Growth is a persistent goal by most companies, but scaling for growth is what successful companies have managed to do well. When a startup has shown its mettle in the marketplace—its first couple of years have proven that there is a market for its offerings, further confirmed by investor interest—then it becomes time to consider how to move the company to the next step. Here is what scaling an emerging growth company entails and how to do it right.

Scaling Up Your Business

What does it mean to scale up your operations? It’s not enough to desire that more customers will want what the company is selling—you also need a plan for meeting those orders day after day, in a cost-efficient, sustainable way. Does your company have the systems in place that can keep up with the faster pace and higher volume? The bigger and more complex the company gets, the more of a strain it can have on the current ways of operating—particularly the people involved.

This is why scaling the business is a delicate balance act, as it’s not as simple as hiring more people across the board or upgrading every system within the company (such as upgrading from the “small business” version to the enterprise one). Spending too much too fast can lead to an abrupt end of the cash runway—from the system upgrades to the additions made to payroll. During transitional growth periods such as this, trusted advisors can provide expertise from companies that have skillfully built up without burning out.

Determining Readiness

How can you determine if your business is ready to scale up its operations? Scaling the business is an ongoing endeavor—many aspects are involved and some will progress slower than others.

As you build up resources—and the capital—to work toward the next level for your startup, the scaling up begins. Ideally, this begins with a careful evaluation of current operations and a plan, but some companies start the process too early and have to go back to evaluate whether they took the right steps or need to revisit some of their decisions. You may see this with companies that hire senior leaders who end up not being a good fit for the kind of company that is being refined.

Common Challenges When Businesses Scale Up Their Operations

Here some of common regrets that companies experience as they scale:

  • Hiring mistakes: Bringing in people who are not a cultural fit for a fast-moving startup; filling full-time roles that may not be necessary when the company is bigger; hiring too quickly before knowing whether expansion efforts will be successful—these are few of the many human capital challenges when scaling for growth.
  • Overly high optimism: Positive attitudes are most welcome in the business environment, but there also needs to be realism when planning for the future. This often falls under the purview of the CFO role. On an interim or part-time basis, a CFO expert can help right size expectations and projections.
  • Choosing appropriate systems: A wide selection of choices for managing accounting, payroll, invoices, expenses, cash, and equity can be overwhelming when a company is looking to grow in a sustainable way. Experts in these areas and in smart growth for emerging growth companies can save the business significant time in recommending the systems that would be the right choice while also offering critical support during implementation efforts.
  • Employee engagement: When you want to retain your star employees, you need to keep in mind the hours they are putting in, their interest in the company as it evolves into another iteration of itself, as well as making them feel involved along the way. Open communication and transparency are musts for keeping a connection with them and being alerted if they feel any sense of dissatisfaction with the way things are going.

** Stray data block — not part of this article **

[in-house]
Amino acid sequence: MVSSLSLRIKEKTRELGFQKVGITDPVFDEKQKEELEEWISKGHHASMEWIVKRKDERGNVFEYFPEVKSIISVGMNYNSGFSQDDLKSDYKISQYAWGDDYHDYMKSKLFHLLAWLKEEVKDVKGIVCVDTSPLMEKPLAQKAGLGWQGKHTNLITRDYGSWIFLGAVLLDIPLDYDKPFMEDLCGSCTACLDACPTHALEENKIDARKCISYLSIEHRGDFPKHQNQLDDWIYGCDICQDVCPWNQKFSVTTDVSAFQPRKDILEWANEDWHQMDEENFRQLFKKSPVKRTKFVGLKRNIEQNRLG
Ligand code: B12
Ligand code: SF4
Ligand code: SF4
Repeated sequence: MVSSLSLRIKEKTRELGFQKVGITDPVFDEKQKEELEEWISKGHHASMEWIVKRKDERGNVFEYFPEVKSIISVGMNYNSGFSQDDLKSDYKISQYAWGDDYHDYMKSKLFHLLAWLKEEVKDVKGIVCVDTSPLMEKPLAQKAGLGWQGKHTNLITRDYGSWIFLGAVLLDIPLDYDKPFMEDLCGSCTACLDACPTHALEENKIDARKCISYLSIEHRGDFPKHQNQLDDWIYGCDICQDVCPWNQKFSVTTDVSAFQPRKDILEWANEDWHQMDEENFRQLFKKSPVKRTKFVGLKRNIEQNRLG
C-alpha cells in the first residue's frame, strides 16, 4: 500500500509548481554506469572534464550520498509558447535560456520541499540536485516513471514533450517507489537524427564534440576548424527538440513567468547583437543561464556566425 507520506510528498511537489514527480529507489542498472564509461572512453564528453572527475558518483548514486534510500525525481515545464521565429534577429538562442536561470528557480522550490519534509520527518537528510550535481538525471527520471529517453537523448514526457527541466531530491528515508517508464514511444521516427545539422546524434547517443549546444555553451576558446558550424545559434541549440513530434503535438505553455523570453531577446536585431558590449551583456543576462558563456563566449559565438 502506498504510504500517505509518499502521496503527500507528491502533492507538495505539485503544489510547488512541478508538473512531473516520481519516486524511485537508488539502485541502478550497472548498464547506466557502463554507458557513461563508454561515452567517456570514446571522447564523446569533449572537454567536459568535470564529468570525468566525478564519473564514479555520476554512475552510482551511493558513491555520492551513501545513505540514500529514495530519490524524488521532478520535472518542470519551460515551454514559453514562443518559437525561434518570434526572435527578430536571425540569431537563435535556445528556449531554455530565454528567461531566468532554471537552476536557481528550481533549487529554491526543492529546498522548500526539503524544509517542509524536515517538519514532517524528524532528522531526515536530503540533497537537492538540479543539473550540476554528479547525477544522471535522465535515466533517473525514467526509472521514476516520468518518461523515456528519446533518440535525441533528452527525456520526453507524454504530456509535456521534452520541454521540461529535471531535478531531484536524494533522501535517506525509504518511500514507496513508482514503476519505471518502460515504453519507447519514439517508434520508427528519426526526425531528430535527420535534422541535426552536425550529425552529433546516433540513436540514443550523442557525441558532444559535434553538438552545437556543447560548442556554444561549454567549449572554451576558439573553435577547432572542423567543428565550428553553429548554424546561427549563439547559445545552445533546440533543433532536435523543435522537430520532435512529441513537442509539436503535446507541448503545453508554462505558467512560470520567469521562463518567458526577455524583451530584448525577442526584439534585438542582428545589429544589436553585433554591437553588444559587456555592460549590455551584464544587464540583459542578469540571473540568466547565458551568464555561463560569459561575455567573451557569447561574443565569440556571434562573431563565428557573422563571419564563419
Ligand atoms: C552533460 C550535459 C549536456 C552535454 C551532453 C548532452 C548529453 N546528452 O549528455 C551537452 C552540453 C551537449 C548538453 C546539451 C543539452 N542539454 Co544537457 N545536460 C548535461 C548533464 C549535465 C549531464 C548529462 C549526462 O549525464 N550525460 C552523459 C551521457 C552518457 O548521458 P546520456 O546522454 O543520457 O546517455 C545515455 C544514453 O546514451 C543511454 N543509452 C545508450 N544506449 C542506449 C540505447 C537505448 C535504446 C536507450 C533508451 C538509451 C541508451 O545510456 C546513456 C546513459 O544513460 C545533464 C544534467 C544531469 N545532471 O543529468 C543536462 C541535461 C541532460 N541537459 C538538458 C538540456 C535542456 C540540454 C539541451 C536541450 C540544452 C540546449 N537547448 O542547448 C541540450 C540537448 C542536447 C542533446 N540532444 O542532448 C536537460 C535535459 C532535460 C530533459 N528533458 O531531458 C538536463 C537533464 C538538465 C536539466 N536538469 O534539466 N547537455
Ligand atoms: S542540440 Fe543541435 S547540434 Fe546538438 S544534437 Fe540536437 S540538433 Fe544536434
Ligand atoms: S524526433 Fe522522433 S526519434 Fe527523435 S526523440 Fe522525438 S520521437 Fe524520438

• Aversion to change: Change is afoot in the company—but not everyone will be on board, even when the changes in store are positive. Some employees, either because of their personality, where they are in their career or their home life, or simply how they feel about the company in general, may not want to take this journey.

Best Practices for Scaling Up Business Operations

With strategic growth advisors who have helped companies similar to yours set a business scaling strategy and go on to thrive, you can include the following best practices in your plans as you consider what will work at your company. Here are a few:

  • Keep evaluating skills gaps and resources: Where are the strengths and weaknesses on your current team, and what gaps can or should you fill now? What resources do you have to build up in a smart way, and what will you need to acquire as you proceed (is your company “investor ready” or do you have some work with the financial operations to undertake before taking on significant strategic moves)?
  • Be creative when addressing skills gaps: Making full-time hires across the organization does not need to be the default—in fact this can be a risky move. By outsourcing some roles, such as in marketing and finance, you can fill in critical gaps for now while taking the time needed to find the right people for those positions down the line. Consultants who are known for being adaptable and highly experienced can jump right in to get the work done—so that your company won’t miss a bit in its business scaling.
  • Trust the type of expertise that only a CFO can provide: If your company is not yet ready for a full-time CFO, you can still tap this expertise. CFO experts have a unique perspective and a knack for helping companies in this exact type of situation, when they are looking to scale up business. Whether you need CFO expertise, an entire accounting team, or advice on when and how to scale your company, RoseRyan can be there for you. Contact us to find out how we can help your growing company.